Sunday, January 27, 2013

Project Runway Season 11: Episode 1: Team Work Makes the Dream Work!

Greetings Project Runway Fans!  Did you get the memo?  Project Runway is now a continuous show.  We just finished up with All-Stars and are jumping right into the regular Project Runway.

"We're back!"
Except that it isn't the regular show we've come to know.  It took a long summer of negotiations between Senate Majority Leader Harry Reid and Senate Minority Leader Mitch McConnell, but finally, a grand bargain was reached.

"Mitch, we need to shake this franchise up.  Why don't we just have the designers form teams."
"Teams.  Well, Harry, that's a damn sight better idea than raising taxes!"
"Mitch, I never said anything about taxes.  I was talking about tuxes."
"Tuxes?  Harry, you know menswear challenges never work on Project Runway!"
I'm unconvinced that making every challenge a team challenge enhances the show.  In the first challenge, the teams weren't asked to produce a cohesive show, so there wasn't any real pressure to work together.  There are two big differences:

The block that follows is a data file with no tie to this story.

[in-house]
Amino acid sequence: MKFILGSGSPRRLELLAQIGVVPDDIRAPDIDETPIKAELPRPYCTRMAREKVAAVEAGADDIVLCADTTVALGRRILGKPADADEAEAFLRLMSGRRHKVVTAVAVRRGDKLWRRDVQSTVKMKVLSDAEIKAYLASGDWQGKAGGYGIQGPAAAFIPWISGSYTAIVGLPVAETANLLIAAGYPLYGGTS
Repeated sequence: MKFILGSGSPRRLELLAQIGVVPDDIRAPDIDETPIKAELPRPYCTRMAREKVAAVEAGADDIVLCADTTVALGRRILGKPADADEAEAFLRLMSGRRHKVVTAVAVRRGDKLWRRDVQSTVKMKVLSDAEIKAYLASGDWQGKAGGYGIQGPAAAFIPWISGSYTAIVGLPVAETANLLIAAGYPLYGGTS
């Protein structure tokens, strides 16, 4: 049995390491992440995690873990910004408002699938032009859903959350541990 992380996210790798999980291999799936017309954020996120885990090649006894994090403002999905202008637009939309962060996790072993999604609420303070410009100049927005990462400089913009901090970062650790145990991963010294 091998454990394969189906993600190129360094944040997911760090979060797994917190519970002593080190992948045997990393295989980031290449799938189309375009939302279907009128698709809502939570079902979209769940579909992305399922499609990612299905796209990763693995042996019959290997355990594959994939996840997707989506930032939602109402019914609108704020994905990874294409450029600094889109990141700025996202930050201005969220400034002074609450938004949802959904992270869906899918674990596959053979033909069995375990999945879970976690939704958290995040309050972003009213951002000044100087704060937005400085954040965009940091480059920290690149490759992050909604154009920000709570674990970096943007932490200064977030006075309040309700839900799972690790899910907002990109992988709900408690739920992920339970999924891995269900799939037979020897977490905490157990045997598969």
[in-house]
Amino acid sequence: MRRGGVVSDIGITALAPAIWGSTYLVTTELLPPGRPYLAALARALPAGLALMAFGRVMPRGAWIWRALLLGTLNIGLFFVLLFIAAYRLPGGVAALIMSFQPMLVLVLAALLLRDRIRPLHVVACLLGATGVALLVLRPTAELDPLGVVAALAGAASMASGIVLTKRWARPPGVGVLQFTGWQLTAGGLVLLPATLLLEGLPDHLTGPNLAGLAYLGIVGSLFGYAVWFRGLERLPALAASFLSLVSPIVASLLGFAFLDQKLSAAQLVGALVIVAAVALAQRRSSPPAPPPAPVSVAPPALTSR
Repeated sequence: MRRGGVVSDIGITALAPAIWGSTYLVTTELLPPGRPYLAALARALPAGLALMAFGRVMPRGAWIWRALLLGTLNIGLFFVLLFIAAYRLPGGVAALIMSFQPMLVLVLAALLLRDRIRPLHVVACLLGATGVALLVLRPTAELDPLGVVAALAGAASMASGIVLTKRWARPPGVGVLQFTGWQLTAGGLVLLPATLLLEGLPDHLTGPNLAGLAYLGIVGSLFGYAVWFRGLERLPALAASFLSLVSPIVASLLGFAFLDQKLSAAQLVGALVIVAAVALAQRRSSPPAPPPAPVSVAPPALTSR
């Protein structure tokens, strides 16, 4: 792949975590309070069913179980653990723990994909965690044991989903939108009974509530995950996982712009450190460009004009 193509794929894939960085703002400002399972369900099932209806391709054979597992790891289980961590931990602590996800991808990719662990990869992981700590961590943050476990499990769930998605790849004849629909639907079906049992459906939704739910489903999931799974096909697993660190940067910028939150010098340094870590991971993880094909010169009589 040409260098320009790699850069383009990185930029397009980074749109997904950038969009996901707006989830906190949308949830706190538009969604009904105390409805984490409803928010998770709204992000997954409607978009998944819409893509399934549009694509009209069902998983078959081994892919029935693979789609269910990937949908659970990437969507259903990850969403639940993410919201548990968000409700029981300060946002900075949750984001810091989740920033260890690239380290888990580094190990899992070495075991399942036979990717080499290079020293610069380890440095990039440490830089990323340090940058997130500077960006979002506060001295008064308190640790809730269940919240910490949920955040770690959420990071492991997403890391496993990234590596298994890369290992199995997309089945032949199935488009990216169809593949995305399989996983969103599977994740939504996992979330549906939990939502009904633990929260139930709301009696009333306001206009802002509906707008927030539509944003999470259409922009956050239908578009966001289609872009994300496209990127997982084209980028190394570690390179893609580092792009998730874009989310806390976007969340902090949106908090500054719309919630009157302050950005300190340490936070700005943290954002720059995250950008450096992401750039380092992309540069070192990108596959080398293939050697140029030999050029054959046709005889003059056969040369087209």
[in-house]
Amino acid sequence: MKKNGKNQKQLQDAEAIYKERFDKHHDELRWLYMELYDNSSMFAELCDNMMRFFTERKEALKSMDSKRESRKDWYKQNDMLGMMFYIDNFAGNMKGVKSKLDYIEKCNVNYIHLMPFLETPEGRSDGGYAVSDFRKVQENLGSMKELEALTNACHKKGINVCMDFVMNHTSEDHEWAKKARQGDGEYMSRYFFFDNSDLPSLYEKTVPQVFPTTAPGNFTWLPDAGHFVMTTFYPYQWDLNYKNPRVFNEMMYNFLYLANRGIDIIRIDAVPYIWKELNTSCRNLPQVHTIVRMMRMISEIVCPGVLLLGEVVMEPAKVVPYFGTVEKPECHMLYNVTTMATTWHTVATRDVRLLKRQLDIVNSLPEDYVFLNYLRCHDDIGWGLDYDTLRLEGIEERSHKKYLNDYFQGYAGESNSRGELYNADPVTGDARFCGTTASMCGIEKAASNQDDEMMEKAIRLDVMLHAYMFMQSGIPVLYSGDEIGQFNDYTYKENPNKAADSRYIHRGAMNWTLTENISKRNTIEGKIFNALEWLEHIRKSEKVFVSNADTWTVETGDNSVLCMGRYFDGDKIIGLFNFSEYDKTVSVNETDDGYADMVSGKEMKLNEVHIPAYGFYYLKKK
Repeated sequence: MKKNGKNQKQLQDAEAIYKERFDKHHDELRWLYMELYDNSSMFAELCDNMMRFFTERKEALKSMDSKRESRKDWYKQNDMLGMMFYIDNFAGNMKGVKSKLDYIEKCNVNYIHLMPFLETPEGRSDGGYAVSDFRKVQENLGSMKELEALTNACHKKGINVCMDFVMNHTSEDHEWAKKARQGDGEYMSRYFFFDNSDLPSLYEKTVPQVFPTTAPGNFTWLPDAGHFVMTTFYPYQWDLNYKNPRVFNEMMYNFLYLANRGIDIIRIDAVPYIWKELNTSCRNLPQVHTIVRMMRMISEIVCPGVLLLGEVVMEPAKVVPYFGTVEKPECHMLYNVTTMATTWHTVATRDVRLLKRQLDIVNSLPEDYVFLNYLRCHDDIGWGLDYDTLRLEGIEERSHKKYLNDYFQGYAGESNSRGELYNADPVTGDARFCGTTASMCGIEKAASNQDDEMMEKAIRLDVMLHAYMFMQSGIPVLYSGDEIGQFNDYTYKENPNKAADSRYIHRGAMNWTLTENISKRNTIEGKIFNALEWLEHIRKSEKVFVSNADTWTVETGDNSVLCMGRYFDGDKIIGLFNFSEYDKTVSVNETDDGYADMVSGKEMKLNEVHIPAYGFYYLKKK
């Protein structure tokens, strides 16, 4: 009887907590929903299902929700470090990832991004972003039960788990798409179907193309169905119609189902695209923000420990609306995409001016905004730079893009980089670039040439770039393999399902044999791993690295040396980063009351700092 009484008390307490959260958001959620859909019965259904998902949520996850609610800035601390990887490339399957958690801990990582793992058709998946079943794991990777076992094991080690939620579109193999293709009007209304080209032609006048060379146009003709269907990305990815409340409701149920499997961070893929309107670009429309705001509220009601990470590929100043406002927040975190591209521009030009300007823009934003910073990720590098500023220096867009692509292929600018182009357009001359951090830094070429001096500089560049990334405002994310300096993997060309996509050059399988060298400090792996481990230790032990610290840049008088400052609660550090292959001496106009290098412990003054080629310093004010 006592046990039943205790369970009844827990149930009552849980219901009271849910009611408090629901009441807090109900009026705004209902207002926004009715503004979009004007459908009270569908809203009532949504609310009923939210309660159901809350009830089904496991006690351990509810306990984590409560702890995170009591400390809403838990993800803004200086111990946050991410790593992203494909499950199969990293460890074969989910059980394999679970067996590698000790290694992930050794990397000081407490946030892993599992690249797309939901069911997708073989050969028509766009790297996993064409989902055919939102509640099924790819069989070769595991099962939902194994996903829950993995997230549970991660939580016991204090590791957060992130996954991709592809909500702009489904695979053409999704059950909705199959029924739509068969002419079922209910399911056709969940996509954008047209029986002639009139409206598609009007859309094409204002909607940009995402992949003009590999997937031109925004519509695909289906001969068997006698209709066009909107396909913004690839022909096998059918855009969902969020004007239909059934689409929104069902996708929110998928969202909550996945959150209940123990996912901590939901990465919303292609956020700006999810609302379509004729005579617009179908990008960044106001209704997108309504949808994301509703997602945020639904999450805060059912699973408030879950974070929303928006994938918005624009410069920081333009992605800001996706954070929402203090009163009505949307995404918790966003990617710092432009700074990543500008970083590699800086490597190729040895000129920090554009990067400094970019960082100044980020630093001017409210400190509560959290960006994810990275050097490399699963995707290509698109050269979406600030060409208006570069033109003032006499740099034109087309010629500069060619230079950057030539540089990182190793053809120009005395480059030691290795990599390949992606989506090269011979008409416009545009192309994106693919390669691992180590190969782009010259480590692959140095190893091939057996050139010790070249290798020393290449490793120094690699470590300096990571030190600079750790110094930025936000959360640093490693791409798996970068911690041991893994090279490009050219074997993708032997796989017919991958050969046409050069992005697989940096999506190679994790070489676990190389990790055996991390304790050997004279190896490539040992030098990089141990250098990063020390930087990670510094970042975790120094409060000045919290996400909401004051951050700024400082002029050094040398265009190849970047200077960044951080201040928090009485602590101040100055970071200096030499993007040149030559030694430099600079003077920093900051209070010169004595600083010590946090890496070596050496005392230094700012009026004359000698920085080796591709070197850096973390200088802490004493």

• When Tim came to critique each look, the entire team participated.  This might help some designers needing some outside input.  Unfortunately, those who seem to need it the most pay attention to it the least.   
  • The winner must come from the winning team and the loser must come from the losing team.  So each week, there is the possibility that the best outfit won't win and the worst outfit won't lose.  In previous seasons we could chalk that up to obvious producer manipulation...or judges on crack.

In the first challenge, each designer was to take their inspiration from New York City.

Unlike previous inspiration challenges, there was no specific picture for reference, so in some cases, it was very hard to imagine what actually inspired them.

Of course, the teams picked very lame names.  The Dream Team seemed more like a nightmare, having the weakest designers overall.  There were no shortage of worst looks on that team.  While Team "Keeping it Real" couldn't come up with a more tired cliche, their designers were stronger.  If this keeps up, the Dream Team will be just a Daydream Team in the span of two or three challenges.